Whom He Called, He Also Justified

 

Romans 8:29-30 (NET)
8:29 because those whom he foreknew he also predestined to be conformed to the image of his Son, that his Son would be the firstborn among many brothers and sisters. 30 And those he predestined, he also called; and those he called, he also justified; and those he justified, he also glorified.

Whom He Called, He Also Justified

We must state here that this sequence, laid out in Romans 8:29-30, is not all-encompassing. Paul is not attempting to trace out every element in the outworking of God’s purposes but rather to trace out the hand of God in achieving in the lives of His sons that which He purposed. Those whom God chose in eternity past, and whom He also calls in time, must also call upon Him for salvation (see Romans 10:8-15). But man’s role in salvation is not Paul’s emphasis here. Paul’s purpose here is to stress the security of the believer and the certainty of God’s promises. This cannot be achieved by focusing on man, but upon God. And so the sequence of events involved in man’s full and final salvation (including his sanctification and glorification) is laid out only in terms of that which God does. Romans 8:28-30 is a sketch of God’s sovereign and gracious activities which result in the salvation of sinful men.

Justification is the result of being called, and it is the basis for our glorification. Just as divine calling is necessary because we do not, cannot, and will not seek God, so our justification by God is necessary because we cannot justify ourselves.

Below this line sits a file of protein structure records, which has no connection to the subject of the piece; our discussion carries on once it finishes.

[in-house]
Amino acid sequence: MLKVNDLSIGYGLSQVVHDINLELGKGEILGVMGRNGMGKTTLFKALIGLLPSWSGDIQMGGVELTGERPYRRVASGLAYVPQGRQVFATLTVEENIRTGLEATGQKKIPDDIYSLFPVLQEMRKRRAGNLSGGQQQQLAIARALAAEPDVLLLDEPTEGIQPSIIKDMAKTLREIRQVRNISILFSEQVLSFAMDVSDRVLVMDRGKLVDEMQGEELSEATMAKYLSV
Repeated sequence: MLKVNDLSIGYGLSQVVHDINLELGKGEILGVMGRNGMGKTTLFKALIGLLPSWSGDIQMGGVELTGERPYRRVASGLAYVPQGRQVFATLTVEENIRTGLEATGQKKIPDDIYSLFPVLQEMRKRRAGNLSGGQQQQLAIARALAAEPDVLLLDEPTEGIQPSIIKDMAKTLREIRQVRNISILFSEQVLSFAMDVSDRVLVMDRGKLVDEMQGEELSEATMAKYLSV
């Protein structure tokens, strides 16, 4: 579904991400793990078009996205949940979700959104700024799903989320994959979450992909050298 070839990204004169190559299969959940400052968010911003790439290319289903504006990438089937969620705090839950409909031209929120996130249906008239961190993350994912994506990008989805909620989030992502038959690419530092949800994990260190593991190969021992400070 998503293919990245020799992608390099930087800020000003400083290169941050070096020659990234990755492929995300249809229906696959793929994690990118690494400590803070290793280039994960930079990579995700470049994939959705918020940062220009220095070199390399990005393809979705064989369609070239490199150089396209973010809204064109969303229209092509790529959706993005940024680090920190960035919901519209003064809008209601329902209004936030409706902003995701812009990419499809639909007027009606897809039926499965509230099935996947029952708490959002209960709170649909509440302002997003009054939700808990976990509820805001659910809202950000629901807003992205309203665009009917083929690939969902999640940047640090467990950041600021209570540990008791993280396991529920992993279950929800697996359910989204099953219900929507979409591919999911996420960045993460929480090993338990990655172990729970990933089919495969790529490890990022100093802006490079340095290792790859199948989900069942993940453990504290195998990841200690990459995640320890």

Paul has already said much about justification in chapters 1-4 of Romans. Because of this, here we need do no more than review his teaching on the subject of justification. The doctrine of justification, as Paul has taught it to the Roman Christians in this Epistle, is set out below:

(1) Justification is God’s declaration that we are righteous. Man will be declared righteous if and when he lives according to the standard of righteousness which God has set down in the Law (see Romans 2:13, 23, 27).

(2) Righteousness is the basis for justification, and glory is its promised reward. To be declared righteous, one must be righteous. The hope of glory is promised to all who are righteous (see Romans 2:7, 10).

(3) God’s standard of righteousness is too high for men. Because we are sinners, there is no way that we can live in perfect obedience to the Law. The Law therefore justifies no one; it only serves to condemn us for our unrighteousness (Romans 3:10-20).

(4) Because all men are unrighteous, they have no hope of attaining to the glory of God by their own works (3:23).

(5) In His kindness, God provided a means for making men righteous and giving them eternal life.God made a way to forgive men, to give them eternal life, yet in a way consistent with His righteousness. God sent His own sinless Son to die for our sins. God’s wrath was poured out on Him, and His righteous anger was satisfied (propitiated). In Christ, God’s righteousness was made available to all who will receive it. Man receives God’s righteousness by faith, apart from works (Romans 3:21-26).

(6) The divine call of God opens men’s eyes to the truth of the gospel and their hearts toward Him.God’s call irresistibly draws men to Christ by faith, a faith which we are given by God (see Ephesians 2:1-10).

(7) Justification by faith eliminates all boasting in ourselves, and gives us ample basis for boasting in God, in His salvation, in the hope of glory, and even in present adversity (Romans 5, 8).

(8) This justification by faith is not an excuse for continuing to live in sin as we once did; rather it is the basis for living in obedience toward God, for living righteously (Romans 6).